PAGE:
Dessert Anyone? Decoding the "Healthy" Dessert Trend
Rich ice cream, homemade apple pie, toasted almond cheesecake... who doesn’t love the luxury of a fabulous dessert? The simple pleasure of a sweet indulgence at the end of a satisfying meal dates back to the 14th century, although according to Wikipedia, it wasn’t until the beginning of the 20th century that the term “dessert” took on its present meaning. Even ancient civilizations enjoyed sweet treats--probably dried fruit and honey in those days--but enough of the history lesson!
While it is unlikely that our predecessors worried much about whether or not desserts were “healthy”, at some point in time, the two words “healthy” and “dessert” started showing up in the same sentence. Gone were the guilt-free days of giving oneself permission to enjoy a reasonable serving of a beloved dessert. Instead, grocery shelves and freezers exploded with heavily processed, cheap and so-called “healthy” versions of traditional desserts. Artificially colored sherbet, sweetened with high fructose corn syrup became the “healthy” alternative to real ice cream. Fat free cookies, which packed more sugar than the original versions, gained popularity. Recently a host of “healthy” packaged gluten free treats with an impressively lengthy list of ingredients have emerged.
An unfortunate result of the “healthy dessert” mentality has been the ease of convincing ourselves that since the dessert is “healthy”, it is acceptable to overindulge. “Healthy” sweet treats are now being freely consumed, not only as an after meal dessert item, but also as a between meal snack without regard to the effects on blood sugar and insulin levels.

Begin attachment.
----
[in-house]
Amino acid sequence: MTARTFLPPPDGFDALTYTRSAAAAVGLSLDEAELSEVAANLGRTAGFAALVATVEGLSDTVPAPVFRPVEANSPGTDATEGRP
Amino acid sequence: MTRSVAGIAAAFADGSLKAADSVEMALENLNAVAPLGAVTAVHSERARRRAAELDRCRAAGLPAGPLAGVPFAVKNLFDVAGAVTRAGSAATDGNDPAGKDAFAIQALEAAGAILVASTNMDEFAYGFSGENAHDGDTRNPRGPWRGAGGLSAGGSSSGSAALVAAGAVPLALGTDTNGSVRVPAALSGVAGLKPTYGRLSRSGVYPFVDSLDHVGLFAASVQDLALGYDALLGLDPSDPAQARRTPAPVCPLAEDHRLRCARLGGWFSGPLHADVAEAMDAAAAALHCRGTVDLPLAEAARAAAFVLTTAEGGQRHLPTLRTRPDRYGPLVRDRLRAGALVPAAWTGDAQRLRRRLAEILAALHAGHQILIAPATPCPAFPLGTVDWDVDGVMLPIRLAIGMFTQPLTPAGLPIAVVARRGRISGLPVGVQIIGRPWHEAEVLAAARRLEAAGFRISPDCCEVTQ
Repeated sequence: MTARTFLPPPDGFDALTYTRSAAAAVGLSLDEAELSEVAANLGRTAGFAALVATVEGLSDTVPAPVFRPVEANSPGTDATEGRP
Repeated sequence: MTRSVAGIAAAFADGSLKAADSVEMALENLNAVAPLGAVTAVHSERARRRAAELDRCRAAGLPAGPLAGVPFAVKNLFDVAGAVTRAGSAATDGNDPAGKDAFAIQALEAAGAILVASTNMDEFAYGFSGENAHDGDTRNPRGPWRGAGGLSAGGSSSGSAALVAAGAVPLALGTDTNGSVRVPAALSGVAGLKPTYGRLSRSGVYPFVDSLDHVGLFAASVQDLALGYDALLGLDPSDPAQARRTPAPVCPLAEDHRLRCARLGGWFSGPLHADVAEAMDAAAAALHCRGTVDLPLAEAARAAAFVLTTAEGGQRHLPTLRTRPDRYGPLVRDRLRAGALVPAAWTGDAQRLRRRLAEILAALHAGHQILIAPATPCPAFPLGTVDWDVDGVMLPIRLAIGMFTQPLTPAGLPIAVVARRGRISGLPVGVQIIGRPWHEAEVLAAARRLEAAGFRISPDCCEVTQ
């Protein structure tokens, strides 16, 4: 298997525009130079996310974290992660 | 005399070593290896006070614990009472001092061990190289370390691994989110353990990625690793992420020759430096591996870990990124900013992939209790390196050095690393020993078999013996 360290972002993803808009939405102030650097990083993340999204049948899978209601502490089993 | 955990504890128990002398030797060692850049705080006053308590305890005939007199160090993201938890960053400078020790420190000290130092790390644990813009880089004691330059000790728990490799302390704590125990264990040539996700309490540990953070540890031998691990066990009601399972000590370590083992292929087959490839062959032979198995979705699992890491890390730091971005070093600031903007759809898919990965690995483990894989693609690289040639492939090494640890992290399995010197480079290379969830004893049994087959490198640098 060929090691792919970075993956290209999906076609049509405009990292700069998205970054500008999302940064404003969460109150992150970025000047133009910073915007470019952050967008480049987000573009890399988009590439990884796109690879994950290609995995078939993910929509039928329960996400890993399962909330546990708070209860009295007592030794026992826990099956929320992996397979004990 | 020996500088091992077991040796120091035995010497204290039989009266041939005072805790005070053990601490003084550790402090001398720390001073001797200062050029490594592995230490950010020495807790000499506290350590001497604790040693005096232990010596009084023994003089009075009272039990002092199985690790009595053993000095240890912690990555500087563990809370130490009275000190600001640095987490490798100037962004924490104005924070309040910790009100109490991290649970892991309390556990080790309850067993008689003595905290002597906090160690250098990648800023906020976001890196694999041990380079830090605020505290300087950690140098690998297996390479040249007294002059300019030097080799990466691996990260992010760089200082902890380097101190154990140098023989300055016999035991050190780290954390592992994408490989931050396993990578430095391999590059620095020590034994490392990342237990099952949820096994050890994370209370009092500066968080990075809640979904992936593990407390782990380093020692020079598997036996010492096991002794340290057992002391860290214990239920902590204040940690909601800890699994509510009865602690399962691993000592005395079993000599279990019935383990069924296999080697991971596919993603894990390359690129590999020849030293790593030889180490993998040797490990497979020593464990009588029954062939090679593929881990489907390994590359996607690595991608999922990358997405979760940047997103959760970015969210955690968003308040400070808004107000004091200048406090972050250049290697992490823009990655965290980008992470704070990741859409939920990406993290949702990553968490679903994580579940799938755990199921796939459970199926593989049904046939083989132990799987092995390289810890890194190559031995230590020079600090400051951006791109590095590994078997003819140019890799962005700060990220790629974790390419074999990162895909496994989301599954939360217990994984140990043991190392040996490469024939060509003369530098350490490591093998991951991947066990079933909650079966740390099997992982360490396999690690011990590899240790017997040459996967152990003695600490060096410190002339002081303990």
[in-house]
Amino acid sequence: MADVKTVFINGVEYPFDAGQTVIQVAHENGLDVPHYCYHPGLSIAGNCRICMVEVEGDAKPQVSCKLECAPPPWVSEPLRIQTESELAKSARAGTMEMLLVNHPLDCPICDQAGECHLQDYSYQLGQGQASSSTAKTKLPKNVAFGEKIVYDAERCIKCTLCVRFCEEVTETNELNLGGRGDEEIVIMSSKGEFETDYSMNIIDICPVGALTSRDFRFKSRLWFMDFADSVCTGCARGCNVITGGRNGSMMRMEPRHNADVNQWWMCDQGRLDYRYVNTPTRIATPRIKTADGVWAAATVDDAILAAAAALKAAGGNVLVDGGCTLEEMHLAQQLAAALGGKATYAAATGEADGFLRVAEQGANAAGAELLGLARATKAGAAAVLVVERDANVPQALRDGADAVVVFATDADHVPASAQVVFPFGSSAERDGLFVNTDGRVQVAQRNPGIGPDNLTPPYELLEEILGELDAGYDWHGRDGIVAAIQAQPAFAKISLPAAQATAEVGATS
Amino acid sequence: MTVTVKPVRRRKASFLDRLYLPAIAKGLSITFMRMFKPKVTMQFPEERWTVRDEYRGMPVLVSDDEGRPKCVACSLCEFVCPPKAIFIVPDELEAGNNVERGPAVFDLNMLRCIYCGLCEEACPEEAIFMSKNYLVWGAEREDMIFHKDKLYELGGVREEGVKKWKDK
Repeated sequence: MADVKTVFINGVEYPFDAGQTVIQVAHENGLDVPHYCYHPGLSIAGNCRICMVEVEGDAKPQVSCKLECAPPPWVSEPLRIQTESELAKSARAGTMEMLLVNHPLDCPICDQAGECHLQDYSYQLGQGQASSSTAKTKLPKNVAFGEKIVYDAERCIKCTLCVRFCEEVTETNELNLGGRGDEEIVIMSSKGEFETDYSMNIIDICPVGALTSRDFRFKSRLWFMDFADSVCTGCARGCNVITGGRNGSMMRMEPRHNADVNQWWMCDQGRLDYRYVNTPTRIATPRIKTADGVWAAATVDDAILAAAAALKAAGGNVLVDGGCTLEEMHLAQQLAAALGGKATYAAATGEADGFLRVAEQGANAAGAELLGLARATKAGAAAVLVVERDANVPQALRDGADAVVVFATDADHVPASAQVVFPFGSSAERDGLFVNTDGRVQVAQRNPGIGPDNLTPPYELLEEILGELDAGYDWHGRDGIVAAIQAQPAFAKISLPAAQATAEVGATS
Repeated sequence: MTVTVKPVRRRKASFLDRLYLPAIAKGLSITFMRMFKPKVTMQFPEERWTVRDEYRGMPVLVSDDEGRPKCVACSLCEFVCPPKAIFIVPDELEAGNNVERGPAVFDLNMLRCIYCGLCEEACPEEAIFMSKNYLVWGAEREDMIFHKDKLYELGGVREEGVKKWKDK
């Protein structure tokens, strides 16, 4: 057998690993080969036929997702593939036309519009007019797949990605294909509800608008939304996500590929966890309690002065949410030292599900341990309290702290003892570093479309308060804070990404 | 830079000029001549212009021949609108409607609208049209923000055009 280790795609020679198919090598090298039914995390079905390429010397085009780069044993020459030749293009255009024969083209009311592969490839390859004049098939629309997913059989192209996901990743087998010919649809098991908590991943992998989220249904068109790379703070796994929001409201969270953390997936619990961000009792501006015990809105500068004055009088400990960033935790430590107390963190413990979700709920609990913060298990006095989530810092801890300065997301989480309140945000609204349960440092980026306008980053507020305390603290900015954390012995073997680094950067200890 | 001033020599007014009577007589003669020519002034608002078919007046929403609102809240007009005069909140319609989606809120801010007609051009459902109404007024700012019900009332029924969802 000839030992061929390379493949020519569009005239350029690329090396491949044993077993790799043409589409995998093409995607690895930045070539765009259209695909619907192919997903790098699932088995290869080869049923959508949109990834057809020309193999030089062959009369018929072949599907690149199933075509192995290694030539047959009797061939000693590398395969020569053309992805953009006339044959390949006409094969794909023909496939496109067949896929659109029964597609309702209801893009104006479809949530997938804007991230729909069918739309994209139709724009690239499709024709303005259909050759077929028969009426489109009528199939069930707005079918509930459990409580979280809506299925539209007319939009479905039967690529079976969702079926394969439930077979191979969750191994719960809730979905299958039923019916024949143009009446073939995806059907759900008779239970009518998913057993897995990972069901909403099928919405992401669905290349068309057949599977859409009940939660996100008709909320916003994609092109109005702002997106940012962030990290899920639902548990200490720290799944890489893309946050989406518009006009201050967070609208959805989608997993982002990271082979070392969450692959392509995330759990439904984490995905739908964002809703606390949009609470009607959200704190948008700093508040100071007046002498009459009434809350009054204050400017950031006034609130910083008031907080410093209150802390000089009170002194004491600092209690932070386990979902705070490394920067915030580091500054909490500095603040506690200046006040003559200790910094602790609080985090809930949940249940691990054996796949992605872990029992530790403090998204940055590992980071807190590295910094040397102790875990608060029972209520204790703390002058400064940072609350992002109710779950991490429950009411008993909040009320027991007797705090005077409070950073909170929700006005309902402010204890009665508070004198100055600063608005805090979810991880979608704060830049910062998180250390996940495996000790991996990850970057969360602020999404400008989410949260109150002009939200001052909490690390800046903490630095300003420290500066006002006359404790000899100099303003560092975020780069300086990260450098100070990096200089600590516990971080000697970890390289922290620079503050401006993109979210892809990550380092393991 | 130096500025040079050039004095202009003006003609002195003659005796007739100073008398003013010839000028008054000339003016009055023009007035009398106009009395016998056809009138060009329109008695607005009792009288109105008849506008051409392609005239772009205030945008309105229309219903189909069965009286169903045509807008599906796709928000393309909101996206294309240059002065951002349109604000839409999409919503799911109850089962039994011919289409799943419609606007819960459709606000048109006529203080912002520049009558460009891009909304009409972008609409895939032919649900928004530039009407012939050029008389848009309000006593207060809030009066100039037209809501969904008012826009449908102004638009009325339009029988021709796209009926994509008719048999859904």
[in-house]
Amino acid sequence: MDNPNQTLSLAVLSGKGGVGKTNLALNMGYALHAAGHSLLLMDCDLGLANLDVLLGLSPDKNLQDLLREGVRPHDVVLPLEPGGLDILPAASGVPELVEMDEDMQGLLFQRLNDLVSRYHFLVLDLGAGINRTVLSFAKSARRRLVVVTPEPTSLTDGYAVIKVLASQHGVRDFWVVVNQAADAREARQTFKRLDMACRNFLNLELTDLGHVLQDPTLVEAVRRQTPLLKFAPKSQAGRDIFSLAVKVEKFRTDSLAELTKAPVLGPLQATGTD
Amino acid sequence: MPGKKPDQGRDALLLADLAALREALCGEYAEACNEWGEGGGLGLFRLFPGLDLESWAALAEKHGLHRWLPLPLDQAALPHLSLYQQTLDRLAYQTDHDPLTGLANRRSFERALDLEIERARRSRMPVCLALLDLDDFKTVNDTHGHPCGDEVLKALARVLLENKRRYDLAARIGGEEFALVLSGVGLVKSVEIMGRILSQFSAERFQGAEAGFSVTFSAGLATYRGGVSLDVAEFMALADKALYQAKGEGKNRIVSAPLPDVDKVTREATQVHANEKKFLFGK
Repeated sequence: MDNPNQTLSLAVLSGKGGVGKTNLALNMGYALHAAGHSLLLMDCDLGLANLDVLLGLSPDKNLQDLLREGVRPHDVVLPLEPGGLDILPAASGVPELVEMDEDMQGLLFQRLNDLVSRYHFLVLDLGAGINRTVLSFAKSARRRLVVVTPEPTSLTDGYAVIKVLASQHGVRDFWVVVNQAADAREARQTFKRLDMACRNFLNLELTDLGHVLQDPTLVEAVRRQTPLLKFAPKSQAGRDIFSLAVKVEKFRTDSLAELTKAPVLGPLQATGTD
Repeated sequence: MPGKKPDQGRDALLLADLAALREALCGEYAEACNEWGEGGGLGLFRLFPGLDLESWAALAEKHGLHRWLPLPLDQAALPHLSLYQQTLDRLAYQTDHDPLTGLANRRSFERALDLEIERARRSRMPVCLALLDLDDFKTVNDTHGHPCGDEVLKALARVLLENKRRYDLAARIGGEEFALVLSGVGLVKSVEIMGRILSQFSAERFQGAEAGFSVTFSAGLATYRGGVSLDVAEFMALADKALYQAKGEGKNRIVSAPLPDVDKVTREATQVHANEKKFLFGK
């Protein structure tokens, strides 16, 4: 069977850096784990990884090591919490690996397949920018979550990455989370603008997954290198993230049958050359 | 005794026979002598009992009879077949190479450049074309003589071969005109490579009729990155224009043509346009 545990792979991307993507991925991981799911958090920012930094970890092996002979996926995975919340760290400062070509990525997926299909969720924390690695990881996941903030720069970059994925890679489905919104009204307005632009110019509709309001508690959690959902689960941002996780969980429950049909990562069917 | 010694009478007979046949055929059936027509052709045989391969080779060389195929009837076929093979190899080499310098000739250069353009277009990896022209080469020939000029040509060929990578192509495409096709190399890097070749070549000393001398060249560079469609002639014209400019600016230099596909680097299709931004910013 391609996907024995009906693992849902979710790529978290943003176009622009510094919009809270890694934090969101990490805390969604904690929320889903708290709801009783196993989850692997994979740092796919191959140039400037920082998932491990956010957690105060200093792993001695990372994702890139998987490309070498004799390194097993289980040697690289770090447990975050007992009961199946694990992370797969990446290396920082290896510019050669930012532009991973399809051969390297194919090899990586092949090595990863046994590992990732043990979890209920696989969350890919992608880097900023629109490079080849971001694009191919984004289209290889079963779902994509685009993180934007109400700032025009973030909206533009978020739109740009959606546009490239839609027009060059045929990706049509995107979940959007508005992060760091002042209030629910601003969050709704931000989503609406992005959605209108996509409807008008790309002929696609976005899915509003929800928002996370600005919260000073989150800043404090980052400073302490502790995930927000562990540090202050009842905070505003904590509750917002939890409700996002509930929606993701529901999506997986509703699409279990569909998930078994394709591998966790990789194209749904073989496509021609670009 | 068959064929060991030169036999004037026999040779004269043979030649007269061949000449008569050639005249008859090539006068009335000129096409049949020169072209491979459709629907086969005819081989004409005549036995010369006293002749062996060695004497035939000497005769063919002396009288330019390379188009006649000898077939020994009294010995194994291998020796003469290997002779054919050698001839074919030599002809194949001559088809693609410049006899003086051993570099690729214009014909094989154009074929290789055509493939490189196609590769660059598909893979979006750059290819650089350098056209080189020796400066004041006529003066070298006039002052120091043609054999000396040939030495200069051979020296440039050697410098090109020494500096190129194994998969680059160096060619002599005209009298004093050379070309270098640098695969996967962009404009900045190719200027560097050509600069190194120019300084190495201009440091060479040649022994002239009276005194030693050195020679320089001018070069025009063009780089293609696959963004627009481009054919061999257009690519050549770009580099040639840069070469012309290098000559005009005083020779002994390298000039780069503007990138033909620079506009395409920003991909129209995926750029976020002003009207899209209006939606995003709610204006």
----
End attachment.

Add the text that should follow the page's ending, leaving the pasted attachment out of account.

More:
Regardless of whether desserts are homemade or purchased at the supermarket, in general, they cannot be defined as “healthy”... nor were they intended to be. While a controlled portion of dessert in an otherwise balanced and healthful diet may generally be accommodated, snacking on sweet treats between meals is not in the best interest of maintaining good health.
Thankfully, there are some dessert options which do, in fact, offer health benefits, such as dark chocolate brimming with polyphenols for vascular health, or perhaps a dish of antioxidant-rich mixed berries. Fresh seasonal fruit remains the dessert of choice on the ultra-healthy Mediterranean diet (New England J Med 2013; 368:1279-1290, April 4, 2013).
The following are some tips for managing sweet treats and desserts in your home:
DO avoid efforts to put desserts off limits. Therapists who work in the field of eating disorders feel that this approach only strengthens the desire for sweets, potentially leaving the child or teen with feelings of guilt or shame related to eating them. Instead, try a “normalized” approach where sweet treats are sometimes served for dessert as a matter of routine.
DO consider going out for ice cream or other desserts instead of stashing sweet treats in the home. Or, consider making a favorite dessert at home--this way the whole family gets a portion of the dessert. . .but then it’s gone. By contrast, when sweets are stockpiled in the home, parents often find themselves in the unpopular position of constantly having to say “no”.
DO avoid the rule that dessert is contingent upon eating another part of the meal. The child, for example, who is not allowed to have dessert unless the brussels sprouts are finished may not only come to further detest the vegetable, but also learns to overvalue the dessert component of the meal.
DO avoid ALL commercially prepared sweets which contain “partially hydrogenated” oils, otherwise known as “vegetable shortening”. The FDA has given companies three years to remove this artificial ingredient from their products. Here is a partial list of sweets which may contain “partially hydrogenated” oils. Select a brand that is free of this harmful substance... or make it yourself!
Bakery goods such as cookies, cupcakes, muffins, whole cakes and pies
Breakfast pastries / strudel
Canned cinnamon rolls
Cookies / cookie dough
Packaged snack cakes